(Reuters) - So now we will finally get to see if the stock market can stand on its own two feet.
The Federal Reserve signaled this week that an additional round of extraordinary help such as quantitative easing is probably not in our immediate future, and so far risk assets like stocks are not liking it one little bit.
Minutes from the Fed’s March meeting released on Tuesday showed a more constructive tone about the economy and, crucially, revealed that only two members of the policy-setting open market committee saw the case for more monetary stimulus. That’s a sharp change from the month before when ‘a number’ of members believed current conditions could justify additional easing. That slight chill breeze you felt was from the door slamming on any move in that direction at the Fed’s April meeting, implying that only a relapse in the economy will bring more help.
Risk markets, such as equities, have duly sold off since the news, as investors made new calculations about how much, exactly, they trust the strength of the economic recovery.
“Equities have been in a temporary sweet spot where investors have been factoring in a self-sustaining U.S. economic recovery while also anticipating the imminent institution of QE3. This is a contradiction. If the economy were indeed as strong as they say, we wouldn’t need QE3,” Charlie Minter of fund manager Comstock Partners wrote in a note to clients.
We are clearly past that sweet spot.
There are two significant questions for markets if in fact the Federal Reserve is not going to be lending any more aid.
The first, about the strength of the economy, is significant but in some ways self-limiting. If the recovery disappoints, the Fed will be that much more likely to twist the yield curve or buy more bonds. This is what is known as a put option, and it is firmly in place. Equity holders invest at least in part based on faith that the Fed had decided not to let them lose (too much) money.
The implications of this mind-set for how capital is allocated are troubling. Just look at Groupon, which was able to pull off a massive IPO despite a fragile business plan and, as has later been shown, inadequate corporate controls. That kind of thing happens far more often when people think they are playing with backing from the house.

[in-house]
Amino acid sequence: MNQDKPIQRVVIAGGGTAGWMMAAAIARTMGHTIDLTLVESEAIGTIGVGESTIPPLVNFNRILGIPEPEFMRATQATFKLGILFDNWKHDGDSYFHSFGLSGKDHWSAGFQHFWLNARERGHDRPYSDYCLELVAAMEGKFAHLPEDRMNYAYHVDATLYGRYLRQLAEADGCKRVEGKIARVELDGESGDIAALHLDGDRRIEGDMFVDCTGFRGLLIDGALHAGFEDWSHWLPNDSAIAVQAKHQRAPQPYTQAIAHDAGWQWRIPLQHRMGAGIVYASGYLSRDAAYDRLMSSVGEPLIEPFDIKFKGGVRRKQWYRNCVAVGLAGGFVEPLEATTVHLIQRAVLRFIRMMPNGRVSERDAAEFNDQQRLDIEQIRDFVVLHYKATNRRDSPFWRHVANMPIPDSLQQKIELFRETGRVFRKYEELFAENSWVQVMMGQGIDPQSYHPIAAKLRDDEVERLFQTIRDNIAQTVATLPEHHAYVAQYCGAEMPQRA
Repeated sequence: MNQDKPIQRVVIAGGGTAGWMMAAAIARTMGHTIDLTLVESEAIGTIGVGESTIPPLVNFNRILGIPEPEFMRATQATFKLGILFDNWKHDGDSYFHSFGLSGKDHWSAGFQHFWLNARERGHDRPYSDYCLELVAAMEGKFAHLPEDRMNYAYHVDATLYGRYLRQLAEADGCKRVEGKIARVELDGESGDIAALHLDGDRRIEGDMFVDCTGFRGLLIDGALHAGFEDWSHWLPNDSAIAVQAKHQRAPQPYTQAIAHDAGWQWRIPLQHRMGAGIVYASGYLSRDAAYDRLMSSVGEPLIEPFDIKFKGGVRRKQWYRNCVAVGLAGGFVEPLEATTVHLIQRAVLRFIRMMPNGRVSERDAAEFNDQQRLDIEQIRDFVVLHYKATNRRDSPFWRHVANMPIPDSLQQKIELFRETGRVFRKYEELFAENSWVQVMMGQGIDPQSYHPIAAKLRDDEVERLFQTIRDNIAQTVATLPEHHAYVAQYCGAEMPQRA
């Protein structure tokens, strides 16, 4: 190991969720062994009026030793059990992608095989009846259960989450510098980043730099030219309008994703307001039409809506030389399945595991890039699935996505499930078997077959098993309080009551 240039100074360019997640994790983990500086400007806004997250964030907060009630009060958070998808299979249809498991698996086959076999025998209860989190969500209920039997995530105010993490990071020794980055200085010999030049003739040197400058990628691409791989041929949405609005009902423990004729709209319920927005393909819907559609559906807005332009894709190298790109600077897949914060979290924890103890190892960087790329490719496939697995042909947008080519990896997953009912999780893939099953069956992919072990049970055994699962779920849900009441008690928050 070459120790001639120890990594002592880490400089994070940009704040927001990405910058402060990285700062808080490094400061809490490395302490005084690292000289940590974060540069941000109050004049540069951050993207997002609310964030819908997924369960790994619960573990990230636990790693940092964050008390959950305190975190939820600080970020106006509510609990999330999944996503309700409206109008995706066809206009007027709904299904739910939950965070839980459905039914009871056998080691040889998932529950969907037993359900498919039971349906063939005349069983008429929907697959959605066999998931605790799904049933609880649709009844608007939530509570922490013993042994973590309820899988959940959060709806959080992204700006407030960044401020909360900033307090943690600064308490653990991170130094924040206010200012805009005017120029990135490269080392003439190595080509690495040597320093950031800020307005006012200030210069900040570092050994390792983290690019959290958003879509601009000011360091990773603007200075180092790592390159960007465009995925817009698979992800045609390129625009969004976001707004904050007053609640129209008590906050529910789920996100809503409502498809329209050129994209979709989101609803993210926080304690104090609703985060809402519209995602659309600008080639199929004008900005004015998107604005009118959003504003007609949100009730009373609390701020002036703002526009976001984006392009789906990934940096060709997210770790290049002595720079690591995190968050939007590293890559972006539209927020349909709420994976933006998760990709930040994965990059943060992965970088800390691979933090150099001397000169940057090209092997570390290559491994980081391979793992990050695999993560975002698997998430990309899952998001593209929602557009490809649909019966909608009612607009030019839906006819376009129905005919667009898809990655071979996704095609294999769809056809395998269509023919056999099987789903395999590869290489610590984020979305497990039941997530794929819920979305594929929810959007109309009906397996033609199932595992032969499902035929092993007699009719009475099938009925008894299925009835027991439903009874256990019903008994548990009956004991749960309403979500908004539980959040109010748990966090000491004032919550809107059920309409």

The second issue is how well equity markets will be able to get along in the absence of Fed support? What happens if we simply inch along, suffering low growth while households and governments slowly repair their balance sheets?
In the absence of further Federal Reserve easing you have to ask yourself: do I want to buy equities at an all-time peak of earnings as a share of GDP? Really a similar question can be asked of all riskier corporate assets. It is unclear how earnings will be sustained given poor wage growth and the need to save. Data last week showed that U.S. consumer spending rose a better-than-expected 0.8 percent in February even as earnings only increased by 0.2 percent. Consumers found the money by cutting back on a luxury: savings, which fell to 3.7 percent, the lowest level in 30 months. If your milk cow is producing more in milk than she consumes in nutrition you have a sustainability problem, although one which seems pleasant as long as it lasts.
Market reliance on the promise of accommodative policy is both a measure of the success of the Fed’s policy and an illustration of its inherent, and central, weakness. The Fed has helped the economy by floating asset prices higher on a sea of liquidity. That’s made people feel better and spend more. It has also transferred some money from savers, who lose out on interest, to borrowers, who are probably more likely to circulate the extra cash then are their lenders.
The weakness, sadly, is that the accommodation so often produces more of the kinds of mal-investment that makes the booms almost equally as destructive, on a long-term view, as the busts. If the Fed didn’t ease after the Long-term Capital Management debacle the dotcom bubble wouldn’t have been as bad, and if it hadn’t eased as much after the dotcom bust then the housing bubble wouldn’t have grown so distended.
And, as just the removal of the promise of more Fed aid has walloped the market, imagine what might happen if they actually began to liquidate their portfolio? The market and the Fed may have cornered each other, leaving neither party an obvious route of escape.
(James Saft is a Reuters columnist. The opinions expressed are his own)
(Editing by James Dalgleish)
At the time of publication, Reuters columnist James Saft did not own any direct investments in securities mentioned in this article. He may be an owner indirectly as an investor in a fund. For previous columns by James Saft, click on